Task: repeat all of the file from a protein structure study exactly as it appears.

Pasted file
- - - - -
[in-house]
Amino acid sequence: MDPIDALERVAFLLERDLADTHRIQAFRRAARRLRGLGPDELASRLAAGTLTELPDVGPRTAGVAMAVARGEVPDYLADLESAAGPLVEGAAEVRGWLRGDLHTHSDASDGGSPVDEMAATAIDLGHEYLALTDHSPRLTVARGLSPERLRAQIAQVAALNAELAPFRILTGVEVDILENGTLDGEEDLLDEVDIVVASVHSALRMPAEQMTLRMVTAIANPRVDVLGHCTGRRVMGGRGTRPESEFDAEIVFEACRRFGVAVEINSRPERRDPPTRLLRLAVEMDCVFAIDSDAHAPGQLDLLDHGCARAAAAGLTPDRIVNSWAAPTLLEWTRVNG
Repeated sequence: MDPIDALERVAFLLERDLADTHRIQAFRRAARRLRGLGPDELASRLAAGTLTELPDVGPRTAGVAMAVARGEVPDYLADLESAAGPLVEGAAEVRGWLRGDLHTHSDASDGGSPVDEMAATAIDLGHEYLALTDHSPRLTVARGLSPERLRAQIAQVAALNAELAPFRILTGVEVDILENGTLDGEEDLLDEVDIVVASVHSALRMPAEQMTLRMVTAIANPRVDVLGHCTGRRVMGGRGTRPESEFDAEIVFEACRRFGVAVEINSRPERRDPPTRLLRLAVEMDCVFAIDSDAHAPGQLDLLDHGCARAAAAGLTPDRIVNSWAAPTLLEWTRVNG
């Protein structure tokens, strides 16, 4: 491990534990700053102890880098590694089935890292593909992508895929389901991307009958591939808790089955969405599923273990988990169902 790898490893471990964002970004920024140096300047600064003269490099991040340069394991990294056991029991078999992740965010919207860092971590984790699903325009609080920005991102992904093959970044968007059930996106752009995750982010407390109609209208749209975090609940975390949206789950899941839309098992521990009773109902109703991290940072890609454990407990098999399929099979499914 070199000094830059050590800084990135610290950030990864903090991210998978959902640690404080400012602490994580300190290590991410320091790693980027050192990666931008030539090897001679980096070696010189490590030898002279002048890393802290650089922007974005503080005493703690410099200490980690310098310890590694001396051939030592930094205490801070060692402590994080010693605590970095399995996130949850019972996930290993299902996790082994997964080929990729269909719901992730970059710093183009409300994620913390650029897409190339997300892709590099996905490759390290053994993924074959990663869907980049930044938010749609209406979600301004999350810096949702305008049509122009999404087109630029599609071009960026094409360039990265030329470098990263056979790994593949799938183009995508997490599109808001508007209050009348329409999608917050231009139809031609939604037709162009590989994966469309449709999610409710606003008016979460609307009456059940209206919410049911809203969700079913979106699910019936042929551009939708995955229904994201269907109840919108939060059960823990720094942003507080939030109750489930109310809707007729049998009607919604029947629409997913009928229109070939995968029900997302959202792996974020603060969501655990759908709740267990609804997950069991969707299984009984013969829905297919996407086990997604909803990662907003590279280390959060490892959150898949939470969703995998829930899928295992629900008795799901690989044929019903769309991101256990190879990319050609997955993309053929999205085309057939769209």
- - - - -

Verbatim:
[in-house]
Amino acid sequence: MDPIDALERVAFLLERDLADTHRIQAFRRAARRLRGLGPDELASRLAAGTLTELPDVGPRTAGVAMAVARGEVPDYLADLESAAGPLVEGAAEVRGWLRGDLHTHSDASDGGSPVDEMAATAIDLGHEYLALTDHSPRLTVARGLSPERLRAQIAQVAALNAELAPFRILTGVEVDILENGTLDGEEDLLDEVDIVVASVHSALRMPAEQMTLRMVTAIANPRVDVLGHCTGRRVMGGRGTRPESEFDAEIVFEACRRFGVAVEINSRPERRDPPTRLLRLAVEMDCVFAIDSDAHAPGQLDLLDHGCARAAAAGLTPDRIVNSWAAPTLLEWTRVNG
Repeated sequence: MDPIDALERVAFLLERDLADTHRIQAFRRAARRLRGLGPDELASRLAAGTLTELPDVGPRTAGVAMAVARGEVPDYLADLESAAGPLVEGAAEVRGWLRGDLHTHSDASDGGSPVDEMAATAIDLGHEYLALTDHSPRLTVARGLSPERLRAQIAQVAALNAELAPFRILTGVEVDILENGTLDGEEDLLDEVDIVVASVHSALRMPAEQMTLRMVTAIANPRVDVLGHCTGRRVMGGRGTRPESEFDAEIVFEACRRFGVAVEINSRPERRDPPTRLLRLAVEMDCVFAIDSDAHAPGQLDLLDHGCARAAAAGLTPDRIVNSWAAPTLLEWTRVNG
């Protein structure tokens, strides 16, 4: 491990534990700053102890880098590694089935890292593909992508895929389901991307009958591939808790089955969405599923273990988990169902 790898490893471990964002970004920024140096300047600064003269490099991040340069394991990294056991029991078999992740965010919207860092971590984790699903325009609080920005991102992904093959970044968007059930996106752009995750982010407390109609209208749209975090609940975390949206789950899941839309098992521990009773109902109703991290940072890609454990407990098999399929099979499914 070199000094830059050590800084990135610290950030990864903090991210998978959902640690404080400012602490994580300190290590991410320091790693980027050192990666931008030539090897001679980096070696010189490590030898002279002048890393802290650089922007974005503080005493703690410099200490980690310098310890590694001396051939030592930094205490801070060692402590994080010693605590970095399995996130949850019972996930290993299902996790082994997964080929990729269909719901992730970059710093183009409300994620913390650029897409190339997300892709590099996905490759390290053994993924074959990663869907980049930044938010749609209406979600301004999350810096949702305008049509122009999404087109630029599609071009960026094409360039990265030329470098990263056979790994593949799938183009995508997490599109808001508007209050009348329409999608917050231009139809031609939604037709162009590989994966469309449709999610409710606003008016979460609307009456059940209206919410049911809203969700079913979106699910019936042929551009939708995955229904994201269907109840919108939060059960823990720094942003507080939030109750489930109310809707007729049998009607919604029947629409997913009928229109070939995968029900997302959202792996974020603060969501655990759908709740267990609804997950069991969707299984009984013969829905297919996407086990997604909803990662907003590279280390959060490892959150898949939470969703995998829930899928295992629900008795799901690989044929019903769309991101256990190879990319050609997955993309053929999205085309057939769209």